Submitted: September 20, 2019
Below-Superior Court of the State of Delaware Cr. ID No.
VALIHURA, SEITZ, and TRAYNOR, Justices.
F. Traynor Justice.
appellant, Marcus Rosser, has appealed the Superior
Court's denial of his first motion for postconviction
relief under Superior Court Criminal Rule 61. After careful
consideration of the parties' briefs and the record, we
affirm the Superior Court's judgment.
record reflects that in May 2015, a Superior Court jury found
Rosser guilty of Assault First Degree; two counts of
Possession of a Firearm During the Commission of a Felony;
Carrying a Concealed Deadly Weapon; Robbery First Degree; and
Aggravated Possession of a Firearm by a Person Prohibited
("APFBPP"). After a presentence investigation, the
Superior Court sentenced Rosser to a total period of forty
years of incarceration, to be suspended for probation after
serving eighteen years in prison.
evidence presented at trial reflected that, around 8:00 p.m.
on July 13, 2014, Ronald Maddrey encountered Rosser, who was
an acquaintance of Maddrey's, at a 7-Eleven convenience
store in New Castle, Delaware. Rosser was driving a silver
SUV. Maddrey agreed to sell marijuana to Rosser at a
different location. Maddrey and Rosser then drove their
vehicles to a nearby apartment complex. As Maddrey approached
Rosser's SUV, Rosser pulled out a gun and shot Maddrey in
the arm. During a police interview after the shooting,
Maddrey identified Rosser as his assailant.
Later that same evening, a teenager named Tyler Buchanan was
outside a different New Castle convenience store when a man
in an SUV beckoned Buchanan to approach the vehicle. Buchanan
did not comply, and he made a rude hand gesture when the man
started to drive away. The man then returned, and as Buchanan
walked toward the vehicle, the man brandished a gun at Buchan
and robbed him of a pack of cigarettes. Later, in the early
morning hours of July 14, 2014, the police showed Buchanan a
photographic array. Buchanan identified Rosser as the man who
robbed him at gunpoint.
Shortly after the Buchanan robbery, a police officer observed
an SUV matching the description of Rosser's SUV near the
apartment complex where Maddrey had been shot. The officer
stopped the vehicle and arrested Rosser. The police searched
the SUV and seized a revolver with one bullet missing. Both
Maddrey and Buchanan testified at trial and identified Rosser
as their assailant. Rosser did not testify at trial. This
Court affirmed on direct appeal.
Following his conviction, Rosser filed several motions,
including a pro se motion for postconviction relief
in which he asserted that his trial counsel provided
ineffective assistance. The Superior Court appointed
postconviction counsel to represent him. After reviewing the
record, postconviction counsel concluded that there were no
meritorious grounds for relief and moved to withdraw under
Superior Court Criminal Rule 61(e)(7). After additional
submissions, including an affidavit from trial counsel
addressing the claims of ineffective assistance of counsel,
the motion for postconviction relief was referred to a
Commissioner for a report and recommendation under Superior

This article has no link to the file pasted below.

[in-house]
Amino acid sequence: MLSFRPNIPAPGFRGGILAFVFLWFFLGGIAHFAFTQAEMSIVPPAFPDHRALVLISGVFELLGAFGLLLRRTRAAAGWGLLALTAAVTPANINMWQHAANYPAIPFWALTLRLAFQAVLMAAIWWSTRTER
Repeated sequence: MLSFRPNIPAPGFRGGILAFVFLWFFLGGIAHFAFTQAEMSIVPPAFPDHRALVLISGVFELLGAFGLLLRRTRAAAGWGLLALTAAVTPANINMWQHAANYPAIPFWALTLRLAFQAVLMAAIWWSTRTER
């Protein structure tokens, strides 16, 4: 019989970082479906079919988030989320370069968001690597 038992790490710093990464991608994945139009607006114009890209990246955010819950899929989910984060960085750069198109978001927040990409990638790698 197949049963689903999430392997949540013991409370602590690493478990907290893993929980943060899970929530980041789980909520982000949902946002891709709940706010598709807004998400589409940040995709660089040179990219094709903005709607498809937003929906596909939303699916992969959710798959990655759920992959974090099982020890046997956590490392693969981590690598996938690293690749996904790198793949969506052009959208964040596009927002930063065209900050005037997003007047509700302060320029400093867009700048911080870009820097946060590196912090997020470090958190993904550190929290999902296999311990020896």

Court Criminal Rule 62.
Commissioner entered a report and recommendation in which she
concluded that Rosser's motion for postconviction relief
was without merit and recommended that the court deny the
motion for postconviction relief and grant postconviction
counsel's motion to withdraw. After de novo
review, the Superior Court adopted the Commissioner's
recommendations. Rosser has appealed to this Court.
appeal, Rosser argues that the Superior Court erred by ruling
that his trial counsel did not provide ineffective assistance
by (i) failing to request a "missing evidence" jury
instruction; (ii) stipulating that Rosser was a person
prohibited from possessing a firearm and failing to file a
motion to sever the APFBPP charge from the other charges; and
(iii) failing to adequately investigate the case. To the
extent that Rosser has not raised or briefed on appeal other
claims that he presented to the Superior Court, those claims
are deemed waived and will not be addressed by the
review the Superior Court's denial of postconviction
relief for abuse of discretion. We review de novo
constitutional claims, including claims of ineffective
assistance of counsel. In order prevail on a claim of ineffective
assistance of counsel, a defendant must demonstrate that (i)
his defense counsel's representation fell below an
objective standard of reasonableness, and (ii) there is a
reasonable probability that but for counsel's errors, the
result of the proceeding would have been
different. Although not insurmountable, there is a
strong presumption that counsel's representation was
professionally reasonable. A defendant must also make concrete
allegations of actual prejudice to substantiate a claim of
ineffective assistance of counsel.
First, Rosser argues that trial counsel was ineffective
because he did not request a Lolly instruction based
on the State's failure to collect the stolen cigarette
pack, which the robber tossed into the street after taking it
from Buchanan at gunpoint. A Lolly instruction
"tells the jury, in a case where the State has failed to
collect or preserve evidence which is material to the
defense, to assume that the missing evidence would have
tended to prove the defendant not guilty." Rosser
contends that the police officers who investigated the
Buchanan robbery ...